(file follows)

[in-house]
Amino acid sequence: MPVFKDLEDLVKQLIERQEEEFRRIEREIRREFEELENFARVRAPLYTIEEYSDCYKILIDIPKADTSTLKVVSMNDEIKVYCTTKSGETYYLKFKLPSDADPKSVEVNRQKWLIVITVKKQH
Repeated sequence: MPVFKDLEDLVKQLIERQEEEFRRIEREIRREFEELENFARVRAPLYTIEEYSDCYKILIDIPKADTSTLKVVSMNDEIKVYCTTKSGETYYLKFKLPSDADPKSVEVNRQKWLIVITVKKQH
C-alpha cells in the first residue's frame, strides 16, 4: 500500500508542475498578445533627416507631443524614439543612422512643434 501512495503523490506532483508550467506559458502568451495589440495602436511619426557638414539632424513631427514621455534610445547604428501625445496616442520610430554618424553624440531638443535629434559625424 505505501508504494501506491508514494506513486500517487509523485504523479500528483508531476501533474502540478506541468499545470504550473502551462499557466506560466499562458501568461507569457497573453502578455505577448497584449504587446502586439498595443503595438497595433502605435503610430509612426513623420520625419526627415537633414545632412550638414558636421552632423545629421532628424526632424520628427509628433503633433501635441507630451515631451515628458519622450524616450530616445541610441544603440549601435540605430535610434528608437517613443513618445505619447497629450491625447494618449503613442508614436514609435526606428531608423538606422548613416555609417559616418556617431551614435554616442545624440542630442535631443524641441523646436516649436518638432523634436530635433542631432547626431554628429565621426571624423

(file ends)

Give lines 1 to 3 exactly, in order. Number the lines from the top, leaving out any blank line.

[in-house]
Amino acid sequence: MPVFKDLEDLVKQLIERQEEEFRRIEREIRREFEELENFARVRAPLYTIEEYSDCYKILIDIPKADTSTLKVVSMNDEIKVYCTTKSGETYYLKFKLPSDADPKSVEVNRQKWLIVITVKKQH
Repeated sequence: MPVFKDLEDLVKQLIERQEEEFRRIEREIRREFEELENFARVRAPLYTIEEYSDCYKILIDIPKADTSTLKVVSMNDEIKVYCTTKSGETYYLKFKLPSDADPKSVEVNRQKWLIVITVKKQH